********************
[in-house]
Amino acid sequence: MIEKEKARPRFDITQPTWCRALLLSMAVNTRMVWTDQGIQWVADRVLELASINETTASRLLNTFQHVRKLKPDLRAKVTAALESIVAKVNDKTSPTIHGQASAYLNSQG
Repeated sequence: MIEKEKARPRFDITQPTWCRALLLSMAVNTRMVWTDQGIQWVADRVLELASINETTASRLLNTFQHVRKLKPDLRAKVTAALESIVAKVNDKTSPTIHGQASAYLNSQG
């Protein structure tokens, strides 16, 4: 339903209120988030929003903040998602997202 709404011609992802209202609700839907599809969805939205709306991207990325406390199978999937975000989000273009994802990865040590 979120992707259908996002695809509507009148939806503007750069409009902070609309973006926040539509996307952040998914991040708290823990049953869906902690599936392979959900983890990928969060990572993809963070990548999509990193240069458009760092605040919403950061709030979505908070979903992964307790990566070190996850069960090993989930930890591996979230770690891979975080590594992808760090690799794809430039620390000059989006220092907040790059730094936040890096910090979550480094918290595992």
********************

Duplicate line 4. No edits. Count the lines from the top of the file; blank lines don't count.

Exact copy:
């Protein structure tokens, strides 16, 4: 339903209120988030929003903040998602997202 709404011609992802209202609700839907599809969805939205709306991207990325406390199978999937975000989000273009994802990865040590 979120992707259908996002695809509507009148939806503007750069409009902070609309973006926040539509996307952040998914991040708290823990049953869906902690599936392979959900983890990928969060990572993809963070990548999509990193240069458009760092605040919403950061709030979505908070979903992964307790990566070190996850069960090993989930930890591996979230770690891979975080590594992808760090690799794809430039620390000059989006220092907040790059730094936040890096910090979550480094918290595992």